In town where ‘Nina’ hit land, houses flattened in minutes
SAGÑAY, Camarines Sur—In this town where Typhoon “Nina” (international name: Nock-Ten) made its second landfall on Christmas Day, residents said it took only several minutes of heavy pounding from strong winds to flatten their coastal community.
A week after the typhoon crossed the Bicol region, the scene in Sagñay, some 43 kilometers from Naga City, the economic hub of Camarines Sur province, was of severe devastation as residents tried to build temporary shelters.
Uprooted ancient trees and electric posts toppled by the typhoon were wrapped with wires snapped by the wind. Blown roofs and debris from houses destroyed by Nina littered the town.
Surrounded by destruction akin to what Supertyphoon “Yolanda” (international name: Haiyan) left in the Eastern Visayas region in 2013, Larry Sotto, 27, a helper in an abaca plantation, started building a hut, using wood and materials salvaged from the family’s destroyed house, to protect his 3-month-old twin girls in Barangay Patitinan.
“Our original house was a lot bigger than this but the typhoon blew it away in just a few minutes,” Sotto said.
Luckily, he had evacuated his wife and four children to a relative’s house a few meters away before the typhoon hit land. He stayed behind, thinking Nina would not be strong enough to destroy his house that stood on the edge of a cliff.
Sotto said the typhoon also destroyed the plantation where he used to earn P50 for every kilogram of abaca he harvested.
Merlinda Versoza, 56, helped a neighbor rebuild her house even as her house was destroyed.
“When the typhoon blew away our roof, we hid under a mattress and prayed,” Versoza said, noting that she and her siblings did not evacuate despite warnings from local officials.
But her biggest concern now is feeding her family after Nina destroyed her farm, where family members source their food. The farm was planted with camote (sweet potato), coconut and vegetables.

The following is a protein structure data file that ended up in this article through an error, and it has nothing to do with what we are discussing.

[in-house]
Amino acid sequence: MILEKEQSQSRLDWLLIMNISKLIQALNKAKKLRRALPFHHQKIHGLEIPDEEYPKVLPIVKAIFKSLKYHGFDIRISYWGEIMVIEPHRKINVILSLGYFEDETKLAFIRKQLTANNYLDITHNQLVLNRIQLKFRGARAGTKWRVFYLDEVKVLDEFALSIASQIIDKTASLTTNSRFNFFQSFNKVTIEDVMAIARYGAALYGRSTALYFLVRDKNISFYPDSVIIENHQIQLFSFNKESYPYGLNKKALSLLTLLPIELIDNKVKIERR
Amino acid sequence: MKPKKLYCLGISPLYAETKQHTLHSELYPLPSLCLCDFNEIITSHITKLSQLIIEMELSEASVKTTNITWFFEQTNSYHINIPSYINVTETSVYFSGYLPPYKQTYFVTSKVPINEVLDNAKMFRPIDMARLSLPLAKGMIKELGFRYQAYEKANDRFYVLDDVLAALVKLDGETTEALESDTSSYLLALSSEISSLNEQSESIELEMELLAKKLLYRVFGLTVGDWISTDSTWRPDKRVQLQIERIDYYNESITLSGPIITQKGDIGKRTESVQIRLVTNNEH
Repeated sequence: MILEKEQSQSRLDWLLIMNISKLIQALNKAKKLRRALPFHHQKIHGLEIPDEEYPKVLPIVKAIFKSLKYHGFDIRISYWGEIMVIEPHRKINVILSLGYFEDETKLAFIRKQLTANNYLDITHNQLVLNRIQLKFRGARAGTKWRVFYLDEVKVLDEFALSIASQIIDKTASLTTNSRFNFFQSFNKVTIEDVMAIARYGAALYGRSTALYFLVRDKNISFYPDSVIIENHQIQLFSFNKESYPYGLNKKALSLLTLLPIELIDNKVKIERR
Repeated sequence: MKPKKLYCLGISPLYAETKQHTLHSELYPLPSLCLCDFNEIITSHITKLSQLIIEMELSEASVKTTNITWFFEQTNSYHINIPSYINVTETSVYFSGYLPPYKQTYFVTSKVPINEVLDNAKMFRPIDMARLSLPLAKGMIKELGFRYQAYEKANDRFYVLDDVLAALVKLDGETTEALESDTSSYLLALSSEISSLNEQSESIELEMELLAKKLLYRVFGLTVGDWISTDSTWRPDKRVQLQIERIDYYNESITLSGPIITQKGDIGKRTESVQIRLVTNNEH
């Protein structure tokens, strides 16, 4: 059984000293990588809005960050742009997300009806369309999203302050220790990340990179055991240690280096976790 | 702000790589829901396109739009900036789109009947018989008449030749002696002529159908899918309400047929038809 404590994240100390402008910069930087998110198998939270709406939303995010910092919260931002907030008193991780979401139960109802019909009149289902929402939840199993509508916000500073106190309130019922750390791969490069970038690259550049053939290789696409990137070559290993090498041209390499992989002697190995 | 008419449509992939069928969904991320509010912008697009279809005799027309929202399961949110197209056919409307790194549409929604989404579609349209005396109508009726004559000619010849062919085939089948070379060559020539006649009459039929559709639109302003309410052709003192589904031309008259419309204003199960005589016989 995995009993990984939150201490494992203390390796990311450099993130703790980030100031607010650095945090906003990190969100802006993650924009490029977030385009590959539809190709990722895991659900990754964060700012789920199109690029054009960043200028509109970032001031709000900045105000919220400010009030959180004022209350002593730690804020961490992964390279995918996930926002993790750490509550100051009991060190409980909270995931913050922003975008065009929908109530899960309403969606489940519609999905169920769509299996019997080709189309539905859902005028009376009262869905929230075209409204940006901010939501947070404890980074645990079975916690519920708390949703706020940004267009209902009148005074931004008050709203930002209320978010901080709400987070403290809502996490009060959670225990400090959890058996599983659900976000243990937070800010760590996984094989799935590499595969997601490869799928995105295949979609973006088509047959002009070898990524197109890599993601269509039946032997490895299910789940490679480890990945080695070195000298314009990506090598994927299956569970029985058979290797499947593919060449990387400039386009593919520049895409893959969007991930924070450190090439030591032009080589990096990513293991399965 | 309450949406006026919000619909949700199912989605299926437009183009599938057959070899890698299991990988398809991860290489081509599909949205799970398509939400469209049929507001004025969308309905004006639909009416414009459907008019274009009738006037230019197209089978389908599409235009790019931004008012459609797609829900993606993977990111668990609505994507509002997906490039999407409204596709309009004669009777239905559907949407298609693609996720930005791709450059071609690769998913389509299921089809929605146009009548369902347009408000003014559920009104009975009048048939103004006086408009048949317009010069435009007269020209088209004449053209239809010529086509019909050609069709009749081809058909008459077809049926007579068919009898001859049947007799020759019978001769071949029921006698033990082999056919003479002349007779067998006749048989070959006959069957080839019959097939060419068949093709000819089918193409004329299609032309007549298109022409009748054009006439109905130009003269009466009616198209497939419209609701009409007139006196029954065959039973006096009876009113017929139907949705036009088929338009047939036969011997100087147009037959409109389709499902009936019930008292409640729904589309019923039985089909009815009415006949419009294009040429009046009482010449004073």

“We were still recovering from the impact of Yolanda. I just planted those crops and was expecting a bountiful harvest when [the typhoon hit our town],” she said.
Damage, crop losses
Records from the Department of Social Welfare and Development in Bicol as of Jan. 2 showed that of 200,079 houses destroyed and damaged by the typhoon in the region, some 126,534 were in Camarines Sur.
The Office of Civil Defense in the region said crop losses reached P4.1 billion, half of which, at P2.2 billion, represented damage in rice production.
The Department of Public Works and Highways, as of Dec. 31, said damage to roads, bridges, flood control projects, seawalls and government buildings in the region was at P301 million.
The typhoon destroyed P1.1 billion worth of school buildings and education materials worth P34.8 million.
Reports said the region needs P9 million to build temporary learning spaces.
Classes in public schools in the second to fifth congressional districts of Camarines Sur are suspended until Jan. 9 due to extensive damage to school buildings in these areas, said Arnulfo Balane, schools division superintendent.
Classes in the first congressional district, which was spared by the typhoon, opened on Tuesday.
On Monday, Rosebelle Oliveros, 39, walked barefoot by the highway near her community in Barangay Sta. Teresita in Baao town, waiting for supply of relief goods.
“We haven’t received any assistance. We survive on whatever we could put together,” she said of the cooperation of about 80 households in her community.
Oliveros said they barely had enough food to share on New Year’s Eve.
She and her five children evacuated to the house of barangay councilwoman Adoracion Bajande with more than 10 other families.
“This typhoon brought more destruction than (typhoons) ‘Yolanda’ and ‘Reming’ (international name: Durian),” Oliveros said. —WITH REPORTS FROM REY ANTHONY OSTRIA AND JUAN ESCANDOR JR.
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